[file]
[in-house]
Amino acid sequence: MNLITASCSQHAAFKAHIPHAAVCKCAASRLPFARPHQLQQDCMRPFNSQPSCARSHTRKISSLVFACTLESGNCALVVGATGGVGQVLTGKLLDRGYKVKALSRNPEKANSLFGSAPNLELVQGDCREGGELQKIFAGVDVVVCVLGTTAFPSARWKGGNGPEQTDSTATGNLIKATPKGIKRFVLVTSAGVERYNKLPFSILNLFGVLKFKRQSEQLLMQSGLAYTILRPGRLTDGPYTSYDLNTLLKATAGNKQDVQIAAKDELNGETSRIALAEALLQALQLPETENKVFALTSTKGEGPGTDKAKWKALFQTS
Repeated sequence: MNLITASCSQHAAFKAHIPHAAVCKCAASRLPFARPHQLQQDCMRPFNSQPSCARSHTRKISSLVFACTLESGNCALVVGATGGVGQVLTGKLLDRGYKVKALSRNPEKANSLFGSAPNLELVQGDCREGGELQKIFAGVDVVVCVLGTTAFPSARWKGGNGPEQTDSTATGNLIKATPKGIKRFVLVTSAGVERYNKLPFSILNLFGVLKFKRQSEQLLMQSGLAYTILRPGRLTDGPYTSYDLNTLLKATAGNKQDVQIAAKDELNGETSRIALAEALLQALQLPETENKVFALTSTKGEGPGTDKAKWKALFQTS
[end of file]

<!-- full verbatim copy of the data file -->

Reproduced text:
[in-house]
Amino acid sequence: MNLITASCSQHAAFKAHIPHAAVCKCAASRLPFARPHQLQQDCMRPFNSQPSCARSHTRKISSLVFACTLESGNCALVVGATGGVGQVLTGKLLDRGYKVKALSRNPEKANSLFGSAPNLELVQGDCREGGELQKIFAGVDVVVCVLGTTAFPSARWKGGNGPEQTDSTATGNLIKATPKGIKRFVLVTSAGVERYNKLPFSILNLFGVLKFKRQSEQLLMQSGLAYTILRPGRLTDGPYTSYDLNTLLKATAGNKQDVQIAAKDELNGETSRIALAEALLQALQLPETENKVFALTSTKGEGPGTDKAKWKALFQTS
Repeated sequence: MNLITASCSQHAAFKAHIPHAAVCKCAASRLPFARPHQLQQDCMRPFNSQPSCARSHTRKISSLVFACTLESGNCALVVGATGGVGQVLTGKLLDRGYKVKALSRNPEKANSLFGSAPNLELVQGDCREGGELQKIFAGVDVVVCVLGTTAFPSARWKGGNGPEQTDSTATGNLIKATPKGIKRFVLVTSAGVERYNKLPFSILNLFGVLKFKRQSEQLLMQSGLAYTILRPGRLTDGPYTSYDLNTLLKATAGNKQDVQIAAKDELNGETSRIALAEALLQALQLPETENKVFALTSTKGEGPGTDKAKWKALFQTS